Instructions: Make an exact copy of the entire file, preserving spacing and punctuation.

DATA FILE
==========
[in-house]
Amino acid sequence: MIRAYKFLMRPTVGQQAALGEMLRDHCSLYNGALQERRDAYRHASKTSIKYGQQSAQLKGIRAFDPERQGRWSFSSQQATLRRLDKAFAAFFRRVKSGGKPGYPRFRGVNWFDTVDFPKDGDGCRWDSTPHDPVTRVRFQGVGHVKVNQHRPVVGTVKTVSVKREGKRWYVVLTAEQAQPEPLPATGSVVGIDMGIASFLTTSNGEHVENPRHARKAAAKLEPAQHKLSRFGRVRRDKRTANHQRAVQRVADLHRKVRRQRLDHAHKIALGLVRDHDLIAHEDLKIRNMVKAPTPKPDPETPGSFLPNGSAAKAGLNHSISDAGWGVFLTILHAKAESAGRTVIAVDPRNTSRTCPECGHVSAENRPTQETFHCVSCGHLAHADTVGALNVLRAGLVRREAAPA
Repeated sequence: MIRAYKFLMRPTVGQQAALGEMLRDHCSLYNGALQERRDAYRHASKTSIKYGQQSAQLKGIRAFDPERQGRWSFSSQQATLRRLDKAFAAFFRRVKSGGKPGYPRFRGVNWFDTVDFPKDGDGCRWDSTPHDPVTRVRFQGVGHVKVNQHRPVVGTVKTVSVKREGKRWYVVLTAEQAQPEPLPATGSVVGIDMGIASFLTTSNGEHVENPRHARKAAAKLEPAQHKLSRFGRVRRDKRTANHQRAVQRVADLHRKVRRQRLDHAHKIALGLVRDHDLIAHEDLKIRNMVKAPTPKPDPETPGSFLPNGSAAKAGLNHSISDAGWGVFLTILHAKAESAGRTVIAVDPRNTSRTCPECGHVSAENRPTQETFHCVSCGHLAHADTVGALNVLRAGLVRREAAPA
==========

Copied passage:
[in-house]
Amino acid sequence: MIRAYKFLMRPTVGQQAALGEMLRDHCSLYNGALQERRDAYRHASKTSIKYGQQSAQLKGIRAFDPERQGRWSFSSQQATLRRLDKAFAAFFRRVKSGGKPGYPRFRGVNWFDTVDFPKDGDGCRWDSTPHDPVTRVRFQGVGHVKVNQHRPVVGTVKTVSVKREGKRWYVVLTAEQAQPEPLPATGSVVGIDMGIASFLTTSNGEHVENPRHARKAAAKLEPAQHKLSRFGRVRRDKRTANHQRAVQRVADLHRKVRRQRLDHAHKIALGLVRDHDLIAHEDLKIRNMVKAPTPKPDPETPGSFLPNGSAAKAGLNHSISDAGWGVFLTILHAKAESAGRTVIAVDPRNTSRTCPECGHVSAENRPTQETFHCVSCGHLAHADTVGALNVLRAGLVRREAAPA
Repeated sequence: MIRAYKFLMRPTVGQQAALGEMLRDHCSLYNGALQERRDAYRHASKTSIKYGQQSAQLKGIRAFDPERQGRWSFSSQQATLRRLDKAFAAFFRRVKSGGKPGYPRFRGVNWFDTVDFPKDGDGCRWDSTPHDPVTRVRFQGVGHVKVNQHRPVVGTVKTVSVKREGKRWYVVLTAEQAQPEPLPATGSVVGIDMGIASFLTTSNGEHVENPRHARKAAAKLEPAQHKLSRFGRVRRDKRTANHQRAVQRVADLHRKVRRQRLDHAHKIALGLVRDHDLIAHEDLKIRNMVKAPTPKPDPETPGSFLPNGSAAKAGLNHSISDAGWGVFLTILHAKAESAGRTVIAVDPRNTSRTCPECGHVSAENRPTQETFHCVSCGHLAHADTVGALNVLRAGLVRREAAPA